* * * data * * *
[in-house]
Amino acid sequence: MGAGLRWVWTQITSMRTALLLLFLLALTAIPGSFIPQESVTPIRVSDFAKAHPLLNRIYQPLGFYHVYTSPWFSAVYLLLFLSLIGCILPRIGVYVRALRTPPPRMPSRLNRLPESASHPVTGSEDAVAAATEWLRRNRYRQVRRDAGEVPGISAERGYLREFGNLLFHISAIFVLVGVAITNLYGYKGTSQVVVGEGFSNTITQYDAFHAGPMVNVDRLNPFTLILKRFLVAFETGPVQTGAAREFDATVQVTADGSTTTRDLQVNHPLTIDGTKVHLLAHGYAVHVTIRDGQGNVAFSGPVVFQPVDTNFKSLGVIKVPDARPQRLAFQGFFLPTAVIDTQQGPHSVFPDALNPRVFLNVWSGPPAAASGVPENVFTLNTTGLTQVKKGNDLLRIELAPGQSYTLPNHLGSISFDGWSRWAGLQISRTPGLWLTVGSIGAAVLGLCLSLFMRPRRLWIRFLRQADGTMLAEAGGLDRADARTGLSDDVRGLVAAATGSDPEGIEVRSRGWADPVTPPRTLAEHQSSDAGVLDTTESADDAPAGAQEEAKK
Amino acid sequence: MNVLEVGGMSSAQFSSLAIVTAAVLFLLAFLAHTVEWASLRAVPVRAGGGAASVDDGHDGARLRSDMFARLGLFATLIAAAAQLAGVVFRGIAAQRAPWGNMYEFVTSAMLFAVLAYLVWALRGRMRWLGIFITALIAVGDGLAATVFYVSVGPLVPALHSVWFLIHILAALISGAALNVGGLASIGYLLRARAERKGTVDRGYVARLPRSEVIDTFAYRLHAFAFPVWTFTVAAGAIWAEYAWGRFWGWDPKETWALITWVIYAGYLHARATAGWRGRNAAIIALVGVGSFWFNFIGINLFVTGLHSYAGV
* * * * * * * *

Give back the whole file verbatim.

[in-house]
Amino acid sequence: MGAGLRWVWTQITSMRTALLLLFLLALTAIPGSFIPQESVTPIRVSDFAKAHPLLNRIYQPLGFYHVYTSPWFSAVYLLLFLSLIGCILPRIGVYVRALRTPPPRMPSRLNRLPESASHPVTGSEDAVAAATEWLRRNRYRQVRRDAGEVPGISAERGYLREFGNLLFHISAIFVLVGVAITNLYGYKGTSQVVVGEGFSNTITQYDAFHAGPMVNVDRLNPFTLILKRFLVAFETGPVQTGAAREFDATVQVTADGSTTTRDLQVNHPLTIDGTKVHLLAHGYAVHVTIRDGQGNVAFSGPVVFQPVDTNFKSLGVIKVPDARPQRLAFQGFFLPTAVIDTQQGPHSVFPDALNPRVFLNVWSGPPAAASGVPENVFTLNTTGLTQVKKGNDLLRIELAPGQSYTLPNHLGSISFDGWSRWAGLQISRTPGLWLTVGSIGAAVLGLCLSLFMRPRRLWIRFLRQADGTMLAEAGGLDRADARTGLSDDVRGLVAAATGSDPEGIEVRSRGWADPVTPPRTLAEHQSSDAGVLDTTESADDAPAGAQEEAKK
Amino acid sequence: MNVLEVGGMSSAQFSSLAIVTAAVLFLLAFLAHTVEWASLRAVPVRAGGGAASVDDGHDGARLRSDMFARLGLFATLIAAAAQLAGVVFRGIAAQRAPWGNMYEFVTSAMLFAVLAYLVWALRGRMRWLGIFITALIAVGDGLAATVFYVSVGPLVPALHSVWFLIHILAALISGAALNVGGLASIGYLLRARAERKGTVDRGYVARLPRSEVIDTFAYRLHAFAFPVWTFTVAAGAIWAEYAWGRFWGWDPKETWALITWVIYAGYLHARATAGWRGRNAAIIALVGVGSFWFNFIGINLFVTGLHSYAGV